All 22 subjects offered, he said, saw 70% of candidates achieving grade C and above.

The number of full passes in Physics, Biology, and Information and Communications Technology, also rose compared to 2017.

A total of 42,849 candidates sat for the exam. Only 10.7% sat for science stream subjects. The rest were social science candidates.

The General Paper saw the highest number of candidates sitting for a subject.

Dr Zul Azhar said there was a slight decrease in the number of students who sat for science subjects.

“There are many options for those who have finished their SPM. Some might have gone abroad or to private higher learning institutions instead of taking the STPM,” he said, adding that there were 5,475 science candidates in 2017, compared to 4,566 last year.

He also announced that a new paper – Tahfiz Al-Quran STPM, would be offered in November.

This would enable students who sat for the subject in the Sijil Pelajaran Malaysia (SPM) to continue their studies at tertiary level.

Candidates collected their results in schools from noon yesterday.

Private candidates will receive their results through the post.

Candidates can also check their results via SMS by typing STPM RESULT and sending it to 15888.

By Christina Chin

Students in special categories excel

Tuesday, March 12th, 2019
That’s our girl: Nor Faiza Rosidin being congratulated by her proud parents Rosidin Doltas and Lizawati Kayan) at the STPM 2018 Award Presentation ceremony held at Palace of The Golden Horses in Kuala Lumpur.

That’s our girl: Nor Faiza Rosidin being congratulated by her proud parents Rosidin Doltas and Lizawati Kayan) at the STPM 2018 Award Presentation ceremony held at Palace of The Golden Horses in Kuala Lumpur.

SERI KEMBANGAN: A determined and hardworking Nor Faiza Rosidin, 20, is now one step closer to making a change in the orang asli community.

“I want to be an inspiration to other orang asli, especially all my younger siblings, so that we can be successful,” said the STPM graduate from SMK Abu Bakar, Temerloh, Pahang, who emerged as the best student under the orang asli category for STPM 2018 with a CGPA score of 3.83.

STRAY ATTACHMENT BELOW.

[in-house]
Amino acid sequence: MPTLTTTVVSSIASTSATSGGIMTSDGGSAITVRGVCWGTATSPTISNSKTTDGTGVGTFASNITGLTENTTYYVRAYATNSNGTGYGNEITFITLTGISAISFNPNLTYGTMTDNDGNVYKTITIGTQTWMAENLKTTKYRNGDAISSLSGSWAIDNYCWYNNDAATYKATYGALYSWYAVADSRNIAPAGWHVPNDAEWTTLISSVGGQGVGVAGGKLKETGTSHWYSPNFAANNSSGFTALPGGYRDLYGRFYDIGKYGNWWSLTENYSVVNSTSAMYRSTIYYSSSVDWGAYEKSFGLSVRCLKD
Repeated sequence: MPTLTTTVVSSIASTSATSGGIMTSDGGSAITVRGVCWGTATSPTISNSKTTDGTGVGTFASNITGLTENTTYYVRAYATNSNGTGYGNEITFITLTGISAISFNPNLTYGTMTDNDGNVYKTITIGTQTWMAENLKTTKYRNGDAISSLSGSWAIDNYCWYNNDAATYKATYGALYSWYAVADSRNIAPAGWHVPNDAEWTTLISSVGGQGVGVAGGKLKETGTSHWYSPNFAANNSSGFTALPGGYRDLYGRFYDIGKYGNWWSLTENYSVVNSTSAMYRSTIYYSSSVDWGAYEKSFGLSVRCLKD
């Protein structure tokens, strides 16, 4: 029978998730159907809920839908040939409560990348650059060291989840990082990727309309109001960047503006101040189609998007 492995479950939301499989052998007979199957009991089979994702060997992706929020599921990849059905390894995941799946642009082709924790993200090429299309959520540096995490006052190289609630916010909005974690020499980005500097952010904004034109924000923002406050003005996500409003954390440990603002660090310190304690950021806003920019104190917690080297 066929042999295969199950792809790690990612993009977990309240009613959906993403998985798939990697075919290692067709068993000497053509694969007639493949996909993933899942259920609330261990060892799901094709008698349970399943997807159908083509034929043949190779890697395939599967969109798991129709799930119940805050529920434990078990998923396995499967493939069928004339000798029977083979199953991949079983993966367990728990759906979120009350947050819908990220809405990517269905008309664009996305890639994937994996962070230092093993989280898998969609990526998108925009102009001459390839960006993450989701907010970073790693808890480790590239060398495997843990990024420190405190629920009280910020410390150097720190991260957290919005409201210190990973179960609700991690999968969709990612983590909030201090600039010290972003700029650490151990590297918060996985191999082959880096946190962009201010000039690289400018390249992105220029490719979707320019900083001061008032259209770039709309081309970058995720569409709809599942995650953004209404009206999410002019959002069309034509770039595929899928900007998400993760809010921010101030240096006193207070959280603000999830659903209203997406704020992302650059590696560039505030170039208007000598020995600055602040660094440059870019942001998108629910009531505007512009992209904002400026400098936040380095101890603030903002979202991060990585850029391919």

The eldest of five children born to rubber tapper parents, Nor Faiza from the Semelai tribe, said she wanted to show people that orang asli are also capable individuals.

“I want to be successful so that people won’t look down on me. It is not impossible to achieve your goal.

She hopes to enrol into Universiti Malaya and major in education, particularly in the field of special education.

Dhivya Janani Mariappan, 20, has seen her parents struggle as rubber tappers.

Dhivya Janani: Is happy her parents who have never left Kelantan were able to see her receive her award in Kuala Lumpur.

Using them as her motivation and drive to strive for a better life, Divya burnt the midnight oil and scored a CGPA 4.0.

She was one of 10 students across the country who emerged as best students for STPM 2018.

“I feel really proud.

“My parents have never left Kelantan but here they are today to watch me receive my award from the Education Minister Dr Maszlee Malik himself,” said the SMK Dato’ Mahmud Paduka Raja (1), Tanah Merah, Kelantan student.

Dhivya aspires to become an accountant, and plans to apply to get into Universiti Malaya.

Connie Ong Hui May, 20, who is spastic, did not expect that she would emerge as the best student under the STPM 2018 special student category.

The graduate from SMK Oya, Sarawak, who lost her ability to walk when she was 10, said she was thankful to her friends and teachers who helped her through tough times.

“My teachers always made sure I was able to catch up with lessons, while my friends would help me get some classes located in places that are not accessible to me because I’m in a wheelchair,” said the art stream student whose mother passed away some years ago due to cancer.

“My father played a big role. He always finds time to drive me to and from school every day,” she said of her father who works as a van driver.

She said her secret to scoring a CGPA of 4.0 was to understand the syllabus thoroughly.

Conquering the odds: Connie flanked by her father Ong Hui May and brother Edison showing off her awards.

Conquering the odds: Connie flanked by her father Ong Hui May and brother Edison showing off her awards.